Battle of the Denmark Strait - Battleships Zenith refight


HMS Hood and HMS Prince of Wales 1/3000th scale

On Thursday two of my wargaming buddies came over and for 3.5hrs fought the historic battle between HMS Hood, HMS Prince of Wales against the Bismarck and Prinz Eugen. Things did not go as history records.


The game was played using the NWS computer moderated rules - Battleships Zenith.

Prinz Eugen and Bismarck


The ships started 17 miles apart, and soon began to close the range, it took 9 minutes before the ships spotted each other.


Battleships Zenith keeps a record of the exchange of fire between the protagonists, and I will use this to aide the readers understanding of the battle.


Both commanders had strict orders and objectives to meet - here are a copy of their briefing notes:

Kriegsmarine operational briefing
For admirals eyes only

Secret
May 1941
Current operational orders and situation
Group North

Overview
At 08:00 on 20 May 1941, paratroopers, jumping out of dozens of Junkers Ju 52 aircraft, landed near Maleme airfield and the town of Chania, Crete.

The 21st, 22nd and 23rd New Zealand battalions hold Maleme airfield and the vicinity. We have suffered many casualties in the first hours of the invasion, a company of III Battalion, 1st Assault Regiment lost 112 killed out of 126 men and 400 of 600 men in III Battalion were killed on the first day. Most of the parachutists were engaged by New Zealanders defending the airfield and Greek forces near Chania. Many gliders following the paratroops were hit by mortar fire seconds after landing and the glider troops who landed safely were almost annihilated by the New Zealand and Greek defenders.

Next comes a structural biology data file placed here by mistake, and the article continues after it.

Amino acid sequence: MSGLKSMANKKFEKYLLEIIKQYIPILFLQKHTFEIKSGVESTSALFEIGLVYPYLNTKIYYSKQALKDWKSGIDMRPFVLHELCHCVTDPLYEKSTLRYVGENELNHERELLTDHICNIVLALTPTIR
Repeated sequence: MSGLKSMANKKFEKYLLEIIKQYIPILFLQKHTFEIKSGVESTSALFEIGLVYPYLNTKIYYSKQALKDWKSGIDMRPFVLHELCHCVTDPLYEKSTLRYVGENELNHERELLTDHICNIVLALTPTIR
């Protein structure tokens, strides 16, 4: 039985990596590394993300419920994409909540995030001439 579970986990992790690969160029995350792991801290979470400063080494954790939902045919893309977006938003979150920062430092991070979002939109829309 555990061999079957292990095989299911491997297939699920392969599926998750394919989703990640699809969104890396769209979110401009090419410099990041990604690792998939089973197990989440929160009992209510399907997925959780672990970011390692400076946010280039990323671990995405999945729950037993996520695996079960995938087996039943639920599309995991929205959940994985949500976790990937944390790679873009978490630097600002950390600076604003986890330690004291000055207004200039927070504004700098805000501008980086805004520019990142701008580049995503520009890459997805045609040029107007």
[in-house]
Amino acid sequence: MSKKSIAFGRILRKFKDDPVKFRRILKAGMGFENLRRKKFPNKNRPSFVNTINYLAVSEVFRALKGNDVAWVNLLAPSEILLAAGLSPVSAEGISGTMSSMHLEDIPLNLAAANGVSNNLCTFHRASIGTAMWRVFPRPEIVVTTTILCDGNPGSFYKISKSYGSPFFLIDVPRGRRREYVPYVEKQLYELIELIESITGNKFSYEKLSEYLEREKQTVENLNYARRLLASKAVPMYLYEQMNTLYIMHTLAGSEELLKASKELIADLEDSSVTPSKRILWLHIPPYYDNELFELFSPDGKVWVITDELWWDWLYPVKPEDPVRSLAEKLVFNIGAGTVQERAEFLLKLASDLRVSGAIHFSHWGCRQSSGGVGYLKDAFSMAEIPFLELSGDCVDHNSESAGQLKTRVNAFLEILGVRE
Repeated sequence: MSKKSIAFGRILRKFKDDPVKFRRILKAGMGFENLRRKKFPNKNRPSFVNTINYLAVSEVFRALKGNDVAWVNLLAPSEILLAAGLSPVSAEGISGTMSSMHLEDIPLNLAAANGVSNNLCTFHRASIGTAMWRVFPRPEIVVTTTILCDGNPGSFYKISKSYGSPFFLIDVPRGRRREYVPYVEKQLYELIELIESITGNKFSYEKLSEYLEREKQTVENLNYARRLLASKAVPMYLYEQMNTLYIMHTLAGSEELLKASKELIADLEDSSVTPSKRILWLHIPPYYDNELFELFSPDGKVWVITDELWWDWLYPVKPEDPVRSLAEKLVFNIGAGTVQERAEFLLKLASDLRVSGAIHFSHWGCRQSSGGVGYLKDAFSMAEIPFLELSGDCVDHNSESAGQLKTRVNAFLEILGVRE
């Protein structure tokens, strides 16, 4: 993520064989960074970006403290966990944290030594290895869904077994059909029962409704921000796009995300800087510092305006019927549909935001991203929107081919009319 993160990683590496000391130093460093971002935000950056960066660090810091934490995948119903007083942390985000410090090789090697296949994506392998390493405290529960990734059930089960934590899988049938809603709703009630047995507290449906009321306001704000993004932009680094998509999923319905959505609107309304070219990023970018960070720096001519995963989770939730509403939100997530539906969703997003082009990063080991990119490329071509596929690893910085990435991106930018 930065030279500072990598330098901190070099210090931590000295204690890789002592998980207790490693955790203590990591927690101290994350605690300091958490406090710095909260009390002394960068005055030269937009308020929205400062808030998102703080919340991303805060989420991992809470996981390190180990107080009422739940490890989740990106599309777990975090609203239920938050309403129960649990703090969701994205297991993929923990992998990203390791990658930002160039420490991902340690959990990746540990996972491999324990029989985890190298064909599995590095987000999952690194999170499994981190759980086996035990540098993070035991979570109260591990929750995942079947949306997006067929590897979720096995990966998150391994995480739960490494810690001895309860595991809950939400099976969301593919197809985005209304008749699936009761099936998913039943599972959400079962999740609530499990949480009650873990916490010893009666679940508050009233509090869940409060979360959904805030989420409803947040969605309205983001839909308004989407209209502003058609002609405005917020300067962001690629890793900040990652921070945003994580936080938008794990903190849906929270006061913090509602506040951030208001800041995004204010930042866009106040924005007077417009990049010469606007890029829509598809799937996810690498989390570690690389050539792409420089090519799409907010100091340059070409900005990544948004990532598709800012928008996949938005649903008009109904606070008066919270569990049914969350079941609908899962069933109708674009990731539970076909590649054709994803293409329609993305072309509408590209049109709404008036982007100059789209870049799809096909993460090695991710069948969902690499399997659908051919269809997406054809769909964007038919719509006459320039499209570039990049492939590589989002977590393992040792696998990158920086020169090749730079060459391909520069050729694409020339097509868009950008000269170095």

The battle is ongoing and it is beginning to change in our favour. Group north believe that a sortie into the Atlantic at this time will add to the the pressure on the Royal Navy.
The Fuhrer has authorised Operation Rheinübung.



The current situation

The heavy cruiser Prinz Eugen sailed at about 21:00 on 18 May 1941 from Gotenhafen, followed at 2:00 am, 19 May, by Bismarck. 

Both ships proceeded under escort, separately and rendezvoused off Cape Arkona on Rügen Island in the western Baltic. They then proceeded through the Danish Islands into the Kattegat. Entering the Kattegat on 20 May Bismarck and Prinz Eugen sailed north toward the Skagerrak, the strait between Jutland and Southern Norway where they were sighted by the Swedish aircraft-carrying cruiser Gotland on around 1:00 pm. 

Gotland forwarded the sighting in a routine report.

The ships entered the North Sea and stopped briefly in Grimstadfjord near Bergen, Norway on 21 May where the Prinz Eugen was topped off with fuel.

The two ships set sail for the Atlantic shipping lanes on 22 May.

On the evening of 23 May,  a county class cruiser was sighted by Bismarck and Prinz Eugen in the Denmark Strait, close to the Greenland coast. The cruiser immediately sought cover in a fog bank. 

Bismarck opened fire at a range of six miles but the cruiser escaped into fog. 

It is believed that the cruiser is shadowing the our ships using radar. No hits were scored but the concussion of the main guns firing knocked out Bismarck's radar.

Objectives

The aim of the operation is for Bismarck and Prinz Eugen to break into the Atlantic and attack Allied shipping. 

Grand Admiral Erich Raeder's orders to Admiral Günther Lütjens are: